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How to Cut Fuel Consumption

From an article in the NY Times by Robert H. Frank titled "A Way to Cut Fuel Consumption That Everyone Likes, Except the Politicians", an interesting proposal for how to reduce fuel consumption:

SUPPOSE a politician promised to reveal the details of a simple proposal that would, if adopted, produce hundreds of billions of dollars in savings for American consumers, significant reductions in traffic congestion, major improvements in urban air quality, large reductions in greenhouse gas emissions, and substantially reduced dependence on Middle East oil. The politician also promised that the plan would require no net cash outlays from American families, no additional regulations and no expansion of the bureaucracy. As economists often remind their students, if something sounds too good to be true, it probably is. So this politician's announcement would almost surely be greeted skeptically. Yet a policy that would deliver precisely the outcomes described could be enacted by Congress tomorrow - namely, a $2-a-gallon tax on gasoline whose proceeds were refunded to American families in reduced payroll taxes.


Let the Voters Decide

From an article in the Economist, an unconventional view on the abortion debate in the U.S.:

Most rich countries other than the United States have solved the abortion problem by consulting the electorate - either through the legislature or through referendums. This led to vigorous debates and, broadly, the triumph of abortion rights. Because abortion was legalised democratically, pro-lifers accepted the fact that they had lost and abortion became a settled right. By contrast, in America, abortion is a fundamental right of privacy protected by a 1973 Supreme Court judgment - Roe v Wade. Few objective outsiders - if it is possible to be such a thing on abortion - would argue that relying on judges rather than popular will has helped American politics: no other comparable country has such destructive culture wars. Roe left a large chunk of the country feeling disenfranchised by the court; it also established a cycle of attack and counter-attack that has debased everything that it has touched, especially the judiciary. A prime example is the Roe-obsessed confirmation process for Supreme Court nominees. Samuel Alito, Mr Bush's new candidate, claims that the fact that he once advised the Reagan administration on how to overturn Roe will have no bearing on his behaviour on the court. No less disingenuously, liberal senators pretend they are trying to gauge Mr Alito's legal philosophy when they are trying to catch him out on Roe. All this is bad for America; but, in political terms, Roe has been particularly disastrous for the Democrats. The Republicans have generally had the better of the abortion wars (something most liberals admit as long as nobody from NARAL Pro-Choice America is in the room). Roe has proved a lightning-rod for conservatives; and many moderates dislike the Democrats'Roe-driven defence of partial-birth abortions. So consider a heretical proposition: why on earth don't Democrats disown Roe?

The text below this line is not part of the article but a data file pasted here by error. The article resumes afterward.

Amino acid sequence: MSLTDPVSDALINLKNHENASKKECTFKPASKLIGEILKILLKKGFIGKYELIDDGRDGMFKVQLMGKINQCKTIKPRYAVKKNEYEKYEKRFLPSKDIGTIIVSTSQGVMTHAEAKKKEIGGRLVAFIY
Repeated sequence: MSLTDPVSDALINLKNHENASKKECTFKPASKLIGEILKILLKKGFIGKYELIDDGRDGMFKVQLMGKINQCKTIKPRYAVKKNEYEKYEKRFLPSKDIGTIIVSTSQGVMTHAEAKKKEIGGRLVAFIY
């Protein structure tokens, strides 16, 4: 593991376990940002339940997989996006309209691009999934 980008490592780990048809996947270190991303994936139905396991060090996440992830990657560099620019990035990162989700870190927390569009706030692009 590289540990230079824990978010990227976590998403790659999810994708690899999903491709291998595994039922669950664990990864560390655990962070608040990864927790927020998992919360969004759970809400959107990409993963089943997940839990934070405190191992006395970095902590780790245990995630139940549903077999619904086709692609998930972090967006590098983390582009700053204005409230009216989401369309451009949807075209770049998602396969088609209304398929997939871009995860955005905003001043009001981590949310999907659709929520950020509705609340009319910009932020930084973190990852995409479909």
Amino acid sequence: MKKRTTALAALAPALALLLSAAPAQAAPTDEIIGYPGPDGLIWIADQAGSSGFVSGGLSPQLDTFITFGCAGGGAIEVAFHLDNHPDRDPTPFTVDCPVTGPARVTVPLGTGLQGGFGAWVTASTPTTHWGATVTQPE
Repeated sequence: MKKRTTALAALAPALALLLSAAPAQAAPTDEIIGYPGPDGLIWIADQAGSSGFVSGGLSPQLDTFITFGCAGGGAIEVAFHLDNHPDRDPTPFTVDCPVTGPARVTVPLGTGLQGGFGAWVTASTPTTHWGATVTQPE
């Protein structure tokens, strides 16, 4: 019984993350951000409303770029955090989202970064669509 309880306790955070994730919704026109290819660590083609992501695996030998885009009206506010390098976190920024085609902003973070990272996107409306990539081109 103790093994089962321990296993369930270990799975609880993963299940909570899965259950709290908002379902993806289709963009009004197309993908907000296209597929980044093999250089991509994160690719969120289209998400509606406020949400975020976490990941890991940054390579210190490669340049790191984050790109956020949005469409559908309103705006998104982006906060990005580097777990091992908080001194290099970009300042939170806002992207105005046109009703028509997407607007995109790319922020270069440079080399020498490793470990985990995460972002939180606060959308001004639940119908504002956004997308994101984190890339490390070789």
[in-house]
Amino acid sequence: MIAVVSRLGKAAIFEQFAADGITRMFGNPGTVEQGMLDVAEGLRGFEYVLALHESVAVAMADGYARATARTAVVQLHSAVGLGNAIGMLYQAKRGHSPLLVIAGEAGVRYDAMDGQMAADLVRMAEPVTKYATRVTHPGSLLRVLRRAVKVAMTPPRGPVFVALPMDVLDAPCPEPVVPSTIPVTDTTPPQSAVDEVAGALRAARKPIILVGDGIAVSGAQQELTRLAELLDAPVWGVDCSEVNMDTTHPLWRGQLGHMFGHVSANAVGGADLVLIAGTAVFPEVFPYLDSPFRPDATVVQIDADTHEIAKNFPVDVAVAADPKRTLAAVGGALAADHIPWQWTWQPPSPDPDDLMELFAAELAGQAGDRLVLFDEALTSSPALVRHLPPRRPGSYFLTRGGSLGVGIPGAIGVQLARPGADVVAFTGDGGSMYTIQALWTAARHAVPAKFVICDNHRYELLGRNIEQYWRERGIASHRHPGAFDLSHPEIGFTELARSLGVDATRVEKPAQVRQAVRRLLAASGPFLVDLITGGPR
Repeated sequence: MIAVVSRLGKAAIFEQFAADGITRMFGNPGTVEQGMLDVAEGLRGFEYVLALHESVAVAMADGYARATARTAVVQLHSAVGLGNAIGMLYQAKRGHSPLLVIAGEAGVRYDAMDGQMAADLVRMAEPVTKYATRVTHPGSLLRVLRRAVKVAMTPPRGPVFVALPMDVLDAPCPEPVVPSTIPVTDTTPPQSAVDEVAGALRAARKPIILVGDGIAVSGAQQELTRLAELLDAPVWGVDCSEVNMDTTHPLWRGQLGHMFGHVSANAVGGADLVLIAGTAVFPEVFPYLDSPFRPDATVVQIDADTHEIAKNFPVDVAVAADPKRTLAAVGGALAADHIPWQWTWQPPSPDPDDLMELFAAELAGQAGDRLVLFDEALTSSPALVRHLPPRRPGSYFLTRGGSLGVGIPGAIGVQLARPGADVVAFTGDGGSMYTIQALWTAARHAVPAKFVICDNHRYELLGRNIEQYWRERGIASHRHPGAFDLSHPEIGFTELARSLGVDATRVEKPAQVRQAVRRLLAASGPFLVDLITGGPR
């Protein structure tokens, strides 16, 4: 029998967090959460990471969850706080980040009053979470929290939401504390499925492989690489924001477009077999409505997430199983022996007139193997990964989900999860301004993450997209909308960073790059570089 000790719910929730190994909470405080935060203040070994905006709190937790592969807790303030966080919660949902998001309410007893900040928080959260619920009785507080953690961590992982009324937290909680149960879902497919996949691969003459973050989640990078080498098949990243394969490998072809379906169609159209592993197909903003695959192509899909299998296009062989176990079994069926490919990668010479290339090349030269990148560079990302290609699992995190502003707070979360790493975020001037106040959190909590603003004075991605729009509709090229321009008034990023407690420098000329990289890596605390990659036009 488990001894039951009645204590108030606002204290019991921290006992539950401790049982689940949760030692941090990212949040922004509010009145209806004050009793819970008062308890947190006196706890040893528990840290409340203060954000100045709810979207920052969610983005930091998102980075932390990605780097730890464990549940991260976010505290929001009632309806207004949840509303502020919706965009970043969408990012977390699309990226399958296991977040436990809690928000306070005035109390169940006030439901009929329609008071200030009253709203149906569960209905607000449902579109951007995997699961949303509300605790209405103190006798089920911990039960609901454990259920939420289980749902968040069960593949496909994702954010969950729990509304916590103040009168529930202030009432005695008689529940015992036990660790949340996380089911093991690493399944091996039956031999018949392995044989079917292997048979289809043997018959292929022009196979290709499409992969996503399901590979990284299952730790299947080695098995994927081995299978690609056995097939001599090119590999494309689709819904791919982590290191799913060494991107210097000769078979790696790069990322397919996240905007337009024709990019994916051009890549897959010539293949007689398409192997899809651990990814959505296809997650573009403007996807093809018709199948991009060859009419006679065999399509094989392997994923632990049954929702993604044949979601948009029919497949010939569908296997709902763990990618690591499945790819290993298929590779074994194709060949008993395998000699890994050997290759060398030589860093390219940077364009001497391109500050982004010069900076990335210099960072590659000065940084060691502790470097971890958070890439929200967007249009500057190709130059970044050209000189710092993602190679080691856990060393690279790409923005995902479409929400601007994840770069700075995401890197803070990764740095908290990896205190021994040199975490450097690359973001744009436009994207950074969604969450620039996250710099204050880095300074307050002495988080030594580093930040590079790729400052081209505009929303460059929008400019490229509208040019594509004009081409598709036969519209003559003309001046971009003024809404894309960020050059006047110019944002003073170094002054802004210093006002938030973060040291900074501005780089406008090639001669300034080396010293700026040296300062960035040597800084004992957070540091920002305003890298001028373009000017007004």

Another Fine Appointee

It bugs me that political pressure is being wielded so prominently against the scientists at NASA. From a NY Times article by Andrew Revkin titled "A Young Bush Appointee Resigns His Post at NASA":